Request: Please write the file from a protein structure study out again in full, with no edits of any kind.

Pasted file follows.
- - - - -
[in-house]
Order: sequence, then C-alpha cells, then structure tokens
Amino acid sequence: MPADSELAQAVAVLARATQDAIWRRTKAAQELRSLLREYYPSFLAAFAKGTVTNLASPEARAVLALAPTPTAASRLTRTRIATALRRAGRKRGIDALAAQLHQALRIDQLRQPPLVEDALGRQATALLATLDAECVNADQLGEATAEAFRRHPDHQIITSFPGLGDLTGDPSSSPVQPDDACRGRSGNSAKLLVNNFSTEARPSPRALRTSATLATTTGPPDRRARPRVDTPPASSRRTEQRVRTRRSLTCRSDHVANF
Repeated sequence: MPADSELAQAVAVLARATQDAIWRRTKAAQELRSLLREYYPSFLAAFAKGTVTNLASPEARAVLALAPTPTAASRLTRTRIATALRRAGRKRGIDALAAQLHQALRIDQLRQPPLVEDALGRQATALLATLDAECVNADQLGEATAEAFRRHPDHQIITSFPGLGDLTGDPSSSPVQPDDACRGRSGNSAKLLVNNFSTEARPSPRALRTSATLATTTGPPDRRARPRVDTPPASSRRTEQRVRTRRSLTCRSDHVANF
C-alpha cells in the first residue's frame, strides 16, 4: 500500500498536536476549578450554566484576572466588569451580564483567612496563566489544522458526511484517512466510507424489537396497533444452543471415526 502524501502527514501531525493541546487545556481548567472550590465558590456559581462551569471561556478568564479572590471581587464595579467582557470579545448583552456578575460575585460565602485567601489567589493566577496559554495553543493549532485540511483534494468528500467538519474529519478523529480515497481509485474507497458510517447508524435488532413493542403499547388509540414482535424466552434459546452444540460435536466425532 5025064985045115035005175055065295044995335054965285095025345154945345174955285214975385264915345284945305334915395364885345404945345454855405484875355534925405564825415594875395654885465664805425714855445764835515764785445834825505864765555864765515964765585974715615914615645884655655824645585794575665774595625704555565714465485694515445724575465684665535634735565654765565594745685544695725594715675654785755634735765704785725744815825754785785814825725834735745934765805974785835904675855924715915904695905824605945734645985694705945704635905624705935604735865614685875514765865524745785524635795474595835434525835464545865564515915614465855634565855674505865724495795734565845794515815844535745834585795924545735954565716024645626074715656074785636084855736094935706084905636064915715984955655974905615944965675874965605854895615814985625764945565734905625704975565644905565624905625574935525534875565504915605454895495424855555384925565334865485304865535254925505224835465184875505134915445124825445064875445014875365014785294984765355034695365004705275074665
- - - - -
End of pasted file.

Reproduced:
[in-house]
Order: sequence, then C-alpha cells, then structure tokens
Amino acid sequence: MPADSELAQAVAVLARATQDAIWRRTKAAQELRSLLREYYPSFLAAFAKGTVTNLASPEARAVLALAPTPTAASRLTRTRIATALRRAGRKRGIDALAAQLHQALRIDQLRQPPLVEDALGRQATALLATLDAECVNADQLGEATAEAFRRHPDHQIITSFPGLGDLTGDPSSSPVQPDDACRGRSGNSAKLLVNNFSTEARPSPRALRTSATLATTTGPPDRRARPRVDTPPASSRRTEQRVRTRRSLTCRSDHVANF
Repeated sequence: MPADSELAQAVAVLARATQDAIWRRTKAAQELRSLLREYYPSFLAAFAKGTVTNLASPEARAVLALAPTPTAASRLTRTRIATALRRAGRKRGIDALAAQLHQALRIDQLRQPPLVEDALGRQATALLATLDAECVNADQLGEATAEAFRRHPDHQIITSFPGLGDLTGDPSSSPVQPDDACRGRSGNSAKLLVNNFSTEARPSPRALRTSATLATTTGPPDRRARPRVDTPPASSRRTEQRVRTRRSLTCRSDHVANF
C-alpha cells in the first residue's frame, strides 16, 4: 500500500498536536476549578450554566484576572466588569451580564483567612496563566489544522458526511484517512466510507424489537396497533444452543471415526 502524501502527514501531525493541546487545556481548567472550590465558590456559581462551569471561556478568564479572590471581587464595579467582557470579545448583552456578575460575585460565602485567601489567589493566577496559554495553543493549532485540511483534494468528500467538519474529519478523529480515497481509485474507497458510517447508524435488532413493542403499547388509540414482535424466552434459546452444540460435536466425532 5025064985045115035005175055065295044995335054965285095025345154945345174955285214975385264915345284945305334915395364885345404945345454855405484875355534925405564825415594875395654885465664805425714855445764835515764785445834825505864765555864765515964765585974715615914615645884655655824645585794575665774595625704555565714465485694515445724575465684665535634735565654765565594745685544695725594715675654785755634735765704785725744815825754785785814825725834735745934765805974785835904675855924715915904695905824605945734645985694705945704635905624705935604735865614685875514765865524745785524635795474595835434525835464545865564515915614465855634565855674505865724495795734565845794515815844535745834585795924545735954565716024645626074715656074785636084855736094935706084905636064915715984955655974905615944965675874965605854895615814985625764945565734905625704975565644905565624905625574935525534875565504915605454895495424855555384925565334865485304865535254925505224835465184875505134915445124825445064875445014875365014785294984765355034695365004705275074665